Auld Lang Syne
Should auld acquaintance be forgot,
And never brought to mind?
Should auld acquaintance be forgot,
And auld lang syne?
For auld lang syne, my dear,
For auld lang syne,
We'll tak a cup of kindness yet,
For auld lang syne!
And there's a hand my trusty fiere,
And gie's a hand o thine,
And we'll tak a right guid-willie waught,
For auld lang syne
For auld lang syne, my dear,
For auld lang syne,
We'll tak a cup of kindness yet,
For auld lang syne!
 
It is also believed to be lucky to be in the company of family and friends (of course) and all houses were open to visitors. Forgiveness was a big thing and family feuds (usually trivial situations) had to be put behind them to ensure a lucky and joyous New Year.

In the 60’s/ 70's people watched T.V. shows like the White Heather Club with Andy Stewart that were on from 10 o’clock to 12 midnight when all celebrated the New Year in tartan and “Auld Lang Syne”. I recall being in Canada and being on the phone for the Scottish New Year which was 7 o’clock our time to my brother. You had phone early to get a line, and staying on the phone until it was New Year according to the White Heather club. He turned up the sound and we enjoyed it across the pond…how costly was that. But I do still remember it and it was the next best thing to being there with family. At the end of the show Andy Stewart sang “ Haste Ye Back”

Haste ye back, we loue you dearly,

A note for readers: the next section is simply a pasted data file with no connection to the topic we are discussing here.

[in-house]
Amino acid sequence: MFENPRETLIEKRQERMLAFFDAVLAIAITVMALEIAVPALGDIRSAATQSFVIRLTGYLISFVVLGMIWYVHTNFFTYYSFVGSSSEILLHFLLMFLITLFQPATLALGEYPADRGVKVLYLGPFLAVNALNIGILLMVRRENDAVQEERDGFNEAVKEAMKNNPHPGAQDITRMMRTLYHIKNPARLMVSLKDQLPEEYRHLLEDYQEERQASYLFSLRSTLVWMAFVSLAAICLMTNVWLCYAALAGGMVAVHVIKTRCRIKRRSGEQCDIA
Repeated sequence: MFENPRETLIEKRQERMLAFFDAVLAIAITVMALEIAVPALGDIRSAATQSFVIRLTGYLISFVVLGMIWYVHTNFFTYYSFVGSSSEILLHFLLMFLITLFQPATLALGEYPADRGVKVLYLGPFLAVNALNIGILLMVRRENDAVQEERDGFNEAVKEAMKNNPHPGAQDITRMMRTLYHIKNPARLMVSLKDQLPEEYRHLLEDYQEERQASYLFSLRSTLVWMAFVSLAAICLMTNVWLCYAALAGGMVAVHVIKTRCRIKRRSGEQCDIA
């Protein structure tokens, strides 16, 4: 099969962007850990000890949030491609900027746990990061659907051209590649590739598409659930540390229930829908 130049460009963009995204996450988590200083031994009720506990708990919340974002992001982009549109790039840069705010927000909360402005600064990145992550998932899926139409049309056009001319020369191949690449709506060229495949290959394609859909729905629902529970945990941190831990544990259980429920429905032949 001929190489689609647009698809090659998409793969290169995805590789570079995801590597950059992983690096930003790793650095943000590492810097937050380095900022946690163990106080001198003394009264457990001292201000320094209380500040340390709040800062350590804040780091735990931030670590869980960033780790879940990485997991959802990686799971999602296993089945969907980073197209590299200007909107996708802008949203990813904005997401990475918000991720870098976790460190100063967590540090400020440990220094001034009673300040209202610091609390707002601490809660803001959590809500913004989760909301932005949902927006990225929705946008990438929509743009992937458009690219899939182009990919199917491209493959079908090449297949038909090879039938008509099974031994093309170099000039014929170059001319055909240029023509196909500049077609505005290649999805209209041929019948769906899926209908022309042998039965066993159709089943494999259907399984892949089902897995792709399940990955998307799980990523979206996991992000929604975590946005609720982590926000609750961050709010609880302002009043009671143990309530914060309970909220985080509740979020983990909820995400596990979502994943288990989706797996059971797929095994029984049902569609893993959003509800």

Call again you're welcome here.
May your days be free from sorrow,
And your friends be ever near.
May the paths o'er which you wander,
Be to you a joy each day.
Haste ye back we loue you dearly,
Haste ye back on friendship's way.


It’s a beautiful life at New Year for sure and my favourite toast is “lang may yer lum reek” which really means “prosperity”. If your chimney was smoking then you had coal which meant you were more financially well off than others.

Lang may YOUR lum reek”!! Happy blogging in 2011 and "haste ye back".

2 comments:

Starry-eyed stitcher said...

Our traditions in England are much the same, although Scotland is famous for its New Year celebrations! Our first footer goes out through the back door to let out the old year, and comes in through the front, to a piece of coal and some salt, and whisky of course. I remember hearing the church bells but also all the sirens from the ships on the river. Everybody would be outside shouting across greetings to neighbours. There is less made of it all now I fear. Good old Andy Stewart!! Irene xxx

Rachael xxx said...

What wonderful Traditions!
We don't have any not sure why,they weren't passed down. But then it just depends whether myself and the DH are tired or not, as this year we went to bed at 11pm, the kids weren't happy about that!